Strathern, Marilyn (2004). Partial Connections. Lanham: Rowman & Littlefield.
Rachel Barber is a PhD student in Social Sciences at ciesas Occidente. She works on the construction of labor identities of artisan weavers in the highlands of Chiapas. Her master's thesis, Un gusto adquirido: la artesanía mexicana y la adaptación sociocultural de los migrantes estadounidenses en Chapala, which deals with the relationship between the consumption of crafts and the sociocultural adaptation of American retirees in Chapala, Mexico, was published by the University of Guadalajara in 2021. She is interested in the topics of material culture, social change and anthropology of labor, and the incorporation of documentary and audiovisual methods in ethnographic study.
Aura Cumes is a Maya Kaqchiquel from Guatemala, thinker, writer, teacher and activist. She assumes as a political ethical principle to question all forms of domination. Much of her efforts have focused on the fight against sexism and racism, seen as problems produced by two major systems of domination: colonialism and patriarchy. D. in anthropology from the Centro de Investigaciones y Estudios Superiores en Antropología Social (ciesas) Mexico. M.A. in Social Sciences from flacso Guatemala. Co-compiler of the book La encrucijada de las identidades, feminismos y mayanismos en diálogo (2006) and co-author of the research Mayanización y vida cotidiana, el discurso multicultural en la sociedad guatemalteca (2007).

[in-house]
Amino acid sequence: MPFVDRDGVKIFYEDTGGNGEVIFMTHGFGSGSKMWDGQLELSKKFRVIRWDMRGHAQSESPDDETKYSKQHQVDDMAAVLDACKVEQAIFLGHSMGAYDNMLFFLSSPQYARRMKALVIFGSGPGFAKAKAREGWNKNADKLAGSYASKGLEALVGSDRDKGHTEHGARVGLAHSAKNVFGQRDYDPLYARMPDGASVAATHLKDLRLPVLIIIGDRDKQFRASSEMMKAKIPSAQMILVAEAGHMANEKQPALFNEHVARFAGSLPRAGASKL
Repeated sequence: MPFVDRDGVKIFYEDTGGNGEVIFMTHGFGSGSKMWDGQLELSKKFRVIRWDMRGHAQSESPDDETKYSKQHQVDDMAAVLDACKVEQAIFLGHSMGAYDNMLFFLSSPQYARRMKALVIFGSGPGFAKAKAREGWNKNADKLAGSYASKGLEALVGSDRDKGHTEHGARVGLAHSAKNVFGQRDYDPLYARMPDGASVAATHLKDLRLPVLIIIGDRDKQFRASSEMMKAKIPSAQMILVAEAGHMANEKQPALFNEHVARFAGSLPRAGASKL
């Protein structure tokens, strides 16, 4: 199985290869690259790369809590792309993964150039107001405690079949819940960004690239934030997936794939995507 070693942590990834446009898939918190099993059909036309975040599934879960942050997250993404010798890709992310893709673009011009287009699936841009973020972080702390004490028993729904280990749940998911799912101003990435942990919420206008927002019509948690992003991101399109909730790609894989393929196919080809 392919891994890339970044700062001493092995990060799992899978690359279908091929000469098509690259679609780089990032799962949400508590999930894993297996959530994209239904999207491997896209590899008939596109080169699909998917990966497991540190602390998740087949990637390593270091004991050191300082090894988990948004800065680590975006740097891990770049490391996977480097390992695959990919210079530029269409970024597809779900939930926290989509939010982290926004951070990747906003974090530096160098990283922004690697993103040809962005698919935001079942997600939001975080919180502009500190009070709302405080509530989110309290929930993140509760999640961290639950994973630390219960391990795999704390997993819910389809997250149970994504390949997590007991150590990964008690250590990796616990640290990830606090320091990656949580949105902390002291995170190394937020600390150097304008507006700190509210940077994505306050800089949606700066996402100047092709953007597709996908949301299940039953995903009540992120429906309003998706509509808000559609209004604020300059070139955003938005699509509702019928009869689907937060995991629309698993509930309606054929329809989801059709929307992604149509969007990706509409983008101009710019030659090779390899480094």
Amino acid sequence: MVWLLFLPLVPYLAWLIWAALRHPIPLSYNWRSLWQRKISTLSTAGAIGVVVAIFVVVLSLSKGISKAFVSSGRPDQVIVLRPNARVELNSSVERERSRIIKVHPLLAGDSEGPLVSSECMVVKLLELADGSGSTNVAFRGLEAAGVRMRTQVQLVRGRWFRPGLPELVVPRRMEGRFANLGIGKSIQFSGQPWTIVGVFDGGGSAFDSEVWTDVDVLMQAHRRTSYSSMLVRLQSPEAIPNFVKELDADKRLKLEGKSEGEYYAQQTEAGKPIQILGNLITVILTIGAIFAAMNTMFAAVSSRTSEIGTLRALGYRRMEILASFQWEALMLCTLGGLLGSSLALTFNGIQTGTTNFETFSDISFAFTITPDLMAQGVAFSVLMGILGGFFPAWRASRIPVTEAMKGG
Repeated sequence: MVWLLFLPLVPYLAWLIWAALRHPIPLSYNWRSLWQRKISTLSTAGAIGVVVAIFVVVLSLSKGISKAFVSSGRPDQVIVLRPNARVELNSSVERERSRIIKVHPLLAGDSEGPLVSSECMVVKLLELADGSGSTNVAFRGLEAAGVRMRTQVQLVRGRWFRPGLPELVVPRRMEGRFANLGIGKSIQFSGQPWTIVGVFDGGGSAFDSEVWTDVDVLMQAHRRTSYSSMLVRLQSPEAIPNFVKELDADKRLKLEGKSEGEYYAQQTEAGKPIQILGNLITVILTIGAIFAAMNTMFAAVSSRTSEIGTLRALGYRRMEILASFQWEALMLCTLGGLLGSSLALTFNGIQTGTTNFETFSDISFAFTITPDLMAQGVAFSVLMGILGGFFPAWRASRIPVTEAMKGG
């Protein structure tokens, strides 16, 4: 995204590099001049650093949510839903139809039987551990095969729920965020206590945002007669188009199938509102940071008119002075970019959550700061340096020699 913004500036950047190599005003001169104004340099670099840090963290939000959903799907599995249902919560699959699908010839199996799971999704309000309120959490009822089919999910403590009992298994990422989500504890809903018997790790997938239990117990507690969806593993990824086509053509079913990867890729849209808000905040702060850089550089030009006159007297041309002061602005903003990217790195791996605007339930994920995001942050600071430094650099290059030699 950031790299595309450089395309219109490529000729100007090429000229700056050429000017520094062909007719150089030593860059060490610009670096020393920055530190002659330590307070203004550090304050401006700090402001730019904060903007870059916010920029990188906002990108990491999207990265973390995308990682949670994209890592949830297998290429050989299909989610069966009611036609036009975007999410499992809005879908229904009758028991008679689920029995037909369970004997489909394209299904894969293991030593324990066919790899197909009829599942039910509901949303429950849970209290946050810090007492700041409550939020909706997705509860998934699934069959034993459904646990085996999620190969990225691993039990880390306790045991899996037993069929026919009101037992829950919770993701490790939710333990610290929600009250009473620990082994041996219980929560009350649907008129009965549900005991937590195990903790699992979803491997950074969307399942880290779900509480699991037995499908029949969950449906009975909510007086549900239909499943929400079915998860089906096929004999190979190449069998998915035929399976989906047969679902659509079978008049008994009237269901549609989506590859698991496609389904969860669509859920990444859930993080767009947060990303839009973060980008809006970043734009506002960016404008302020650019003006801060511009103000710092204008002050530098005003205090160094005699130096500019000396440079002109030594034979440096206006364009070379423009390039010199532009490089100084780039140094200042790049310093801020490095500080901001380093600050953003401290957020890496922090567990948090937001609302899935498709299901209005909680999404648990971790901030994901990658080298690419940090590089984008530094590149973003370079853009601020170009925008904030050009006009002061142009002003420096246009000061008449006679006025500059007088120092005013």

Xóchitl Eréndira Zolueta Juan has a law degree and a master's degree in law from the unam Law School. She is a specialist in indigenous law, human rights and environmental law; she has experience in civil, criminal, family and amparo litigation. She collaborates with national and international non-governmental organizations, giving workshops, courses, diploma courses and seminars. She has worked at the Instituto Nacional Indigenista and the Instituto Nacional de Antropología e Historia. She has teaching experience at the Law School of unam, the Latin American Faculty of Social Sciences, Mexico City, the Institute for Professional Training and Higher Studies of the Attorney General's Office of Mexico City and the Benito Juarez University for Wellbeing. Currently he also collaborates with the Chimalli, Derechos Culturales collective.
Jesús Antonio Machuca Ramírez is a sociologist from the Faculty of Political and Social Sciences at unam. He is currently a research professor at the Ethnology and Social Anthropology Department of the span class="small-caps">inah. He has taught courses on Anthropology and cultural heritage at the National School of Anthropology and History. He has been coordinator of the seminars El Patrimonio Cultural en el Contexto de las Transformaciones del Siglo xxi and Aproximaciones multidisciplinarias al estudio de la memoria, with Dr. Anne Warren Johnson, as well as the Diplomado de Análisis de la Cultura y Patrimonio y Cultura, at the Coordinación Nacional de Antropología del inah. She is currently conducting an analysis of the institutional challenges posed by the paradigms of cultural diversity, human rights and sustainable development.
Suely Kofes is a full professor in the Department of Anthropology, ppgas and PhD Program in Social Sciences. She is coordinator of the Laboratório Antropológico de Grafia e Imagem (LA'grima), ifch, Unicamp. She has a bachelor's degree in History (ufgo) and a master's degree in Social Anthropology. She obtained her doctorate at the École des Hautes Études and at the usp. She was a visiting professor at the Autonomous University of Barcelona and the University of Cambridge (1999/2000), the University of Illinois and ehess (2006-2007). Publications: Mulher, Mulheres: Identidade, Diferença e Desigualdade na relação entre patroas e empregadas domésticas, Editora da Unicamp (2000), Uma trajetória, em narrativas (Mercado das Letras, 2015), Vida&Grafias, Lamparina.